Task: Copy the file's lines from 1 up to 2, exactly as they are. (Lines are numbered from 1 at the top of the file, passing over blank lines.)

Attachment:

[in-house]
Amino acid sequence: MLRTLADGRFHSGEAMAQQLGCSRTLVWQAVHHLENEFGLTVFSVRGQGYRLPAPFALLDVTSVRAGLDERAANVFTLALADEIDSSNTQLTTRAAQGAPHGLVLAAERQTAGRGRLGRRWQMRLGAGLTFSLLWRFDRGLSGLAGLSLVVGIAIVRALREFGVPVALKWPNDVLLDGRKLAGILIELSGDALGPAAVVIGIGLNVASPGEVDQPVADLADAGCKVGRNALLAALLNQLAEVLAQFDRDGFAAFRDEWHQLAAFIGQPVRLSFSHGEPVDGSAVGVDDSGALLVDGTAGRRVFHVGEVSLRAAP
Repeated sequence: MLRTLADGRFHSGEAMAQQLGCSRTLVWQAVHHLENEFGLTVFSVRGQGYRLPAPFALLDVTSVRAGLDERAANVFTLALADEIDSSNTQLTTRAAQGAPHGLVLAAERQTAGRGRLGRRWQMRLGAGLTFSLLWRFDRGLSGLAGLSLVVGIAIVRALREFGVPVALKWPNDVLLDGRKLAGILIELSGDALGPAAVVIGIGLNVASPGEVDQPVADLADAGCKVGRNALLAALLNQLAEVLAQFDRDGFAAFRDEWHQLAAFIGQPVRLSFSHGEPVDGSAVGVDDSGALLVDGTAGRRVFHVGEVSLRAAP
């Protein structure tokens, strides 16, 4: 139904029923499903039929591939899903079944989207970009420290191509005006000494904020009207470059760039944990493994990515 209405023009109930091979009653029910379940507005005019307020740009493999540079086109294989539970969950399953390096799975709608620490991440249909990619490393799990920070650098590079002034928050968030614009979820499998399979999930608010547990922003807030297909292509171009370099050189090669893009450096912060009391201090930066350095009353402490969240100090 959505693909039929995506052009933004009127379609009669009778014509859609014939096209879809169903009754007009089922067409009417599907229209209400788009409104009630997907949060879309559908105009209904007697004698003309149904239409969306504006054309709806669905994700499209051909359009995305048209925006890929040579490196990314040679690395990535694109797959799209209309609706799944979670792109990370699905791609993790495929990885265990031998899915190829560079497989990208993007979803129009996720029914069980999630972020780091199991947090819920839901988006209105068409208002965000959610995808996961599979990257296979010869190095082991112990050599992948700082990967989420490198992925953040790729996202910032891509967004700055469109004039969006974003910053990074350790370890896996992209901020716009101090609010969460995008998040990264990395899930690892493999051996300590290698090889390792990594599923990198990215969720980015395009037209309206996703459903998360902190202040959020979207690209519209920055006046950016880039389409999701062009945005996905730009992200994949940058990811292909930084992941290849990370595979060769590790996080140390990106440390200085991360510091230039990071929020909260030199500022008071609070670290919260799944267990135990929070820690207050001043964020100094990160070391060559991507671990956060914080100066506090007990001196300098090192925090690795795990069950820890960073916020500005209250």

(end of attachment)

[in-house]
Amino acid sequence: MLRTLADGRFHSGEAMAQQLGCSRTLVWQAVHHLENEFGLTVFSVRGQGYRLPAPFALLDVTSVRAGLDERAANVFTLALADEIDSSNTQLTTRAAQGAPHGLVLAAERQTAGRGRLGRRWQMRLGAGLTFSLLWRFDRGLSGLAGLSLVVGIAIVRALREFGVPVALKWPNDVLLDGRKLAGILIELSGDALGPAAVVIGIGLNVASPGEVDQPVADLADAGCKVGRNALLAALLNQLAEVLAQFDRDGFAAFRDEWHQLAAFIGQPVRLSFSHGEPVDGSAVGVDDSGALLVDGTAGRRVFHVGEVSLRAAP